The Panel Report also propagates allegations about torture in Menik Farm itself. It asserts that amongst individuals interrogated were ‘the doctors, the AGA and two United Nations staff members’, as though it has to be assumed that such Staff members should not be suspected of terrorist links. Obviously they did not ask the former UN Resident Coordinator about the weapon found on a staff member, which had quite properly led to investigation previously too.
Ignoring the fact that Sri Lanka had suffered from an insidious terrorist organization for years, the Panel goes on to declare of those interrogated that ‘Some of them were tortured as well. The sounds of beating and screams could be heard from the interrogation tents. The UNHCR recorded at least nine cases of torture in detention. Some detainees were taken away and not returned.’
It is very strange that UNHCR should have recorded such cases since none of these were shared with the Ministry to whom it was meant to be report. If the main intention of the network of informers the Panel has alluded to was to chargeSri Lankawith war crimes, it is obvious why they kept silent, but one would have assumed that the rationale of such monitoring was to nip any abuses in the bud.
Again, it is strange that, while none of this was discussed at the time, the Panel should take it as confirmed that the military using violence to interrogate people in the camps. There were enough Sri Lankan officials around who would have prevented this, in addition to the plethora of potential witnesses – or at least gossips – in the persons of aid workers as well as the displaced.
But the Panel necessarily assumes that we are both stupid and wicked. We must also be responsible collectively for everything that is amiss. I am happy though that the Panel has at least realized that some of those who disappeared from the camps were not boiled alive or otherwise disposed of, but simply made their way out surreptitiously. The claim is that they bribed ‘the military’, whereas the military as a body were worried about such disappearances, though individuals may have been complaisant – I should note that the military were convinced the bribes were being taken by NGOs and Civil officials, which is why they called a halt to the large numbers of vehicles going in and out.
I have no doubt that individuals from many different institutions were involved, perhaps not least the UN Security branch which had later to be investigated. But I certainly know that in one case the military, as represented by the official with whom I dealt, were guilty only of inefficiency, and were as upset as I was about the disappearance.
I refer to the case of a Mrs Malathy Naguleswaran, an elderly citizen of New Zealand, who had come to assist people in the Vanni, and then stayed on even when hostilities resumed. The New Zealand High Commissioner inDelhi got in touch with me about this, and I was able to trace her with the help of UNHCR. I wrote then to a senior officer to say that a TPN has been sent asking for her repatriation and asking him to ‘look into the matter and do whatever is feasible to expedite this’.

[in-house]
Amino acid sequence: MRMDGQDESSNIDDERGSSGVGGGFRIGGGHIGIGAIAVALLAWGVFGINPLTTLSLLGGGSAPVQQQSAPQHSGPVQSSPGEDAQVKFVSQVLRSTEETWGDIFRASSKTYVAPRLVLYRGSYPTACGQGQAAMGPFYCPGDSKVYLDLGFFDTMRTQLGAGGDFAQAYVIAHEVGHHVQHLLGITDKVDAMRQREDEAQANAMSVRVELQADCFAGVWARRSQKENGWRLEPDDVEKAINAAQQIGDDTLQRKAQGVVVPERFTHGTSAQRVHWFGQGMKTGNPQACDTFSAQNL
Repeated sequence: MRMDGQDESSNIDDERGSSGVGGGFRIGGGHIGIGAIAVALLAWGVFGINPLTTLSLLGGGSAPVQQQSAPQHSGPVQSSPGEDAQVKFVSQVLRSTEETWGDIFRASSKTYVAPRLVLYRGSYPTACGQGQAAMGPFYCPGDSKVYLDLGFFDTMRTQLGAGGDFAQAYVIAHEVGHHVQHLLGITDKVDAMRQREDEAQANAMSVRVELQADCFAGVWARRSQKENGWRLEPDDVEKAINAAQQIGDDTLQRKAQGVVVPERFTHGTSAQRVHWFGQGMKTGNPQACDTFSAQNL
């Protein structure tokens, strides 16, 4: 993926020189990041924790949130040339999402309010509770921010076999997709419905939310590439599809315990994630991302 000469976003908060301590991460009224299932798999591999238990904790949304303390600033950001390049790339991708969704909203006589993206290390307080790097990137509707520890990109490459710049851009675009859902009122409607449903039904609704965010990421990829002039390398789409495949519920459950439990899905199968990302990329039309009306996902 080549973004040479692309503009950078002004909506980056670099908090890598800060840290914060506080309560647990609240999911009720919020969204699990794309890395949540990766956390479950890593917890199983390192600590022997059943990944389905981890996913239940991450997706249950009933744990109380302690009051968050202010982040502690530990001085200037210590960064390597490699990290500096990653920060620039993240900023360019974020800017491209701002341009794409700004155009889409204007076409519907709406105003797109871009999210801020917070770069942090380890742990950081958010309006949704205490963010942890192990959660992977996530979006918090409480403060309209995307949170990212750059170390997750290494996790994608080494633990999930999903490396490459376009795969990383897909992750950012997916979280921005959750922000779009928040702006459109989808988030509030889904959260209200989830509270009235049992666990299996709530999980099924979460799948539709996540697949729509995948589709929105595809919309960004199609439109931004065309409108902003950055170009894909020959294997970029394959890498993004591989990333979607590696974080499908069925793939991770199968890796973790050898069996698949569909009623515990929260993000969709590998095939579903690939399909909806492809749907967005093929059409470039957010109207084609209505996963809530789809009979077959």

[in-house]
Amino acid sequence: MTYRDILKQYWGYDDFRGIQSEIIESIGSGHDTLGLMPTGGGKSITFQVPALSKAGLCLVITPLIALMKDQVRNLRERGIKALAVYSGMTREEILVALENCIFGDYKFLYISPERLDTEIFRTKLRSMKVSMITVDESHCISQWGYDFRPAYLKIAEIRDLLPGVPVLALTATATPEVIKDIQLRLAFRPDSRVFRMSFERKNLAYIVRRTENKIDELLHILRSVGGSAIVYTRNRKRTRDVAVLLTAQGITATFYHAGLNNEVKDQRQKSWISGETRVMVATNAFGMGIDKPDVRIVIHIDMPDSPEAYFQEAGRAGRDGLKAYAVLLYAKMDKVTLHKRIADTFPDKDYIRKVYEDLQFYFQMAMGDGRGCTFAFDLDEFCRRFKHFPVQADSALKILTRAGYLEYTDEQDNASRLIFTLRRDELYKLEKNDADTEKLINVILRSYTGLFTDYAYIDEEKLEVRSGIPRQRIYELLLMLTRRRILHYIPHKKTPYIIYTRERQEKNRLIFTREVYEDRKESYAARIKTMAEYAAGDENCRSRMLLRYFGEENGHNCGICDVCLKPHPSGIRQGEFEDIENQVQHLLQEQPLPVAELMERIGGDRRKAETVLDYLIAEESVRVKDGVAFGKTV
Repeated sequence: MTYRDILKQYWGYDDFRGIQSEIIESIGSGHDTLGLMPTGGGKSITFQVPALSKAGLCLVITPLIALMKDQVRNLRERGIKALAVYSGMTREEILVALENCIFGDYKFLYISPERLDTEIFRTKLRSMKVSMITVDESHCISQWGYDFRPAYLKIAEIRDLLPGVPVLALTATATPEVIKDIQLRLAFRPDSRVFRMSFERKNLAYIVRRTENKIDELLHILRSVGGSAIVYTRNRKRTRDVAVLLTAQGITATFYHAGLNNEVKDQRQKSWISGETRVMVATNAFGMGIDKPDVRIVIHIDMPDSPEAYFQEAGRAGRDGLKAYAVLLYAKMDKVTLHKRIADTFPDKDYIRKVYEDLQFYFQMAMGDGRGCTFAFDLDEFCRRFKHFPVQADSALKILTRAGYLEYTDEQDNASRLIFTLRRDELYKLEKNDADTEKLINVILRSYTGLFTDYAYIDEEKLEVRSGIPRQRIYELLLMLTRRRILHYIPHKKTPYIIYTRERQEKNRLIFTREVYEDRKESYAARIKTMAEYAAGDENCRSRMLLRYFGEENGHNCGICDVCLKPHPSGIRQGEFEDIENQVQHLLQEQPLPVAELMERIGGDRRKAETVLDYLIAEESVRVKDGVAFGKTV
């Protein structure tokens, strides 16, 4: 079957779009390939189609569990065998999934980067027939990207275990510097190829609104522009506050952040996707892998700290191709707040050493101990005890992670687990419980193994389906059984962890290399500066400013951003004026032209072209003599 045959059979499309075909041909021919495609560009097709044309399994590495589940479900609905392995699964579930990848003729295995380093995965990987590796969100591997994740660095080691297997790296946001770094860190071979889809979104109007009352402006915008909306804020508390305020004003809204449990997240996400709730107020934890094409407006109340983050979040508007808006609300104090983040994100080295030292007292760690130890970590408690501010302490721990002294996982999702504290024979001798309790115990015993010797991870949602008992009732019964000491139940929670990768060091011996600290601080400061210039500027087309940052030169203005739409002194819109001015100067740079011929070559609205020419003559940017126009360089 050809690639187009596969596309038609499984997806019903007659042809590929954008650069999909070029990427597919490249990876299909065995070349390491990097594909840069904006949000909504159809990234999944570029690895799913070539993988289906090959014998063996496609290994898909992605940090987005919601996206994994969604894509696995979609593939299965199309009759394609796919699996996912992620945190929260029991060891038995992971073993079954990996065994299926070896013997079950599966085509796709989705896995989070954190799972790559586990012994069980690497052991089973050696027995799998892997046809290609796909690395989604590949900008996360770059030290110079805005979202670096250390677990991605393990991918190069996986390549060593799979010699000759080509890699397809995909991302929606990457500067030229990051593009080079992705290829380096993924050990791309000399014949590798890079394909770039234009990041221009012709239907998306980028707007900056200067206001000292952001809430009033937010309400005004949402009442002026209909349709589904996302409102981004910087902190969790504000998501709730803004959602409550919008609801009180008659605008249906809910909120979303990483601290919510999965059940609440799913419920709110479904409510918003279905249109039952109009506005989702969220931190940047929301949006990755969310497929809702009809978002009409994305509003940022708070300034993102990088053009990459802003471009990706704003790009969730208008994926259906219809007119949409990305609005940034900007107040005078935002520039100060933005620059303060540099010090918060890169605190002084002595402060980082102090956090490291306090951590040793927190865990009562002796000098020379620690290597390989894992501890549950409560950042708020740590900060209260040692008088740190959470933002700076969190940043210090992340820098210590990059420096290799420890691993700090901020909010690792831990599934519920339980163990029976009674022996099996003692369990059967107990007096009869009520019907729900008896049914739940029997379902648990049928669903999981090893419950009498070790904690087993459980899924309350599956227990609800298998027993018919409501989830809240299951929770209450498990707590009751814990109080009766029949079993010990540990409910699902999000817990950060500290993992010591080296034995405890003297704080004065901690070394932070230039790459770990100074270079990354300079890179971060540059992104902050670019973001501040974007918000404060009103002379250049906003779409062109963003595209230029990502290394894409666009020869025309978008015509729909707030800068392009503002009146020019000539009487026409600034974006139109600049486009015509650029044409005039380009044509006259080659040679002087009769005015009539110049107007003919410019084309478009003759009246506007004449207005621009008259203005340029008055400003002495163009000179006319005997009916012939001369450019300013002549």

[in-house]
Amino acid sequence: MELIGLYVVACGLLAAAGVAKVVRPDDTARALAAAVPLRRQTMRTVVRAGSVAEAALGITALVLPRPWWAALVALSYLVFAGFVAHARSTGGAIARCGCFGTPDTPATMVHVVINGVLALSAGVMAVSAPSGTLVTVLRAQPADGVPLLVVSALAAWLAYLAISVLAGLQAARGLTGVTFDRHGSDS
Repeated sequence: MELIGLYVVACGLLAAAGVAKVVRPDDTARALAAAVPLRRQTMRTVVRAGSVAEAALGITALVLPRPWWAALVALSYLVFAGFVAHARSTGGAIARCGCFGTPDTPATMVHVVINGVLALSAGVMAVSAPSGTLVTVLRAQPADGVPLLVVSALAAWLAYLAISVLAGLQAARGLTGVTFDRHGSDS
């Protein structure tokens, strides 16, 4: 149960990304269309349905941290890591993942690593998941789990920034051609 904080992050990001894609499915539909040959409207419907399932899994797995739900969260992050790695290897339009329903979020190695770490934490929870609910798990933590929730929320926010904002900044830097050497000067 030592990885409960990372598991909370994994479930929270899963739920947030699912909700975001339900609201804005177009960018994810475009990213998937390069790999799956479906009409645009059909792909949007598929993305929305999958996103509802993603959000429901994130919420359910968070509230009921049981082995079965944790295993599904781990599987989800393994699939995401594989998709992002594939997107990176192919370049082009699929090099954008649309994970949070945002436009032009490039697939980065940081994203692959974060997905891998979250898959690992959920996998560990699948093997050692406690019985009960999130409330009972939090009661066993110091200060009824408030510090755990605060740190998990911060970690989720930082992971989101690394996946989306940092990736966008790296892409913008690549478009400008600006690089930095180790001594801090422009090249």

I also suggested that he ‘to talk to her to find out about conditions in the area controlled by the LTTE, and in particular their approach to the Safe Zone. She would be articulate in English, and is obviously committed to humanitarian work, so may be able to provide useful insights into current LTTE practices relating to this field’. Unfortunately none of this was done, though I should not be too irritated given the levels of work that were required, and the state of exhaustion in which I used to find my contacts each time I visited.
On one of these visits I said that I would like to see Mrs Naguleswaran myself, but then I was told that she had disappeared. I was worried initially, but was told that she had probably managed to get away. I told the High Commissioner that the chances were she was back inNew Zealand, but asked him to check. He said he would get back to me, but did not do so, so when I was inDelhinext I asked for a meeting. The splendidly named Rupert Holborrow was away, but his Deputy came to my hotel and essentially reassured me that no further action was required.
In one sense this was our fault, for we should have cleared the lady and sent her back toNew Zealandstraight away. But in terms of the larger picture, the care extended under difficult circumstances towards so many thousands, the rapid reintegration of youngsters trained to hate and kill us, the positive commitment of so many Sri Lankan officials, and in particular the military, I find there is much to be proud of. Sadly, the Darusman Panel is unaware of all of this in its determination to crucify us, if not quite boil us alive.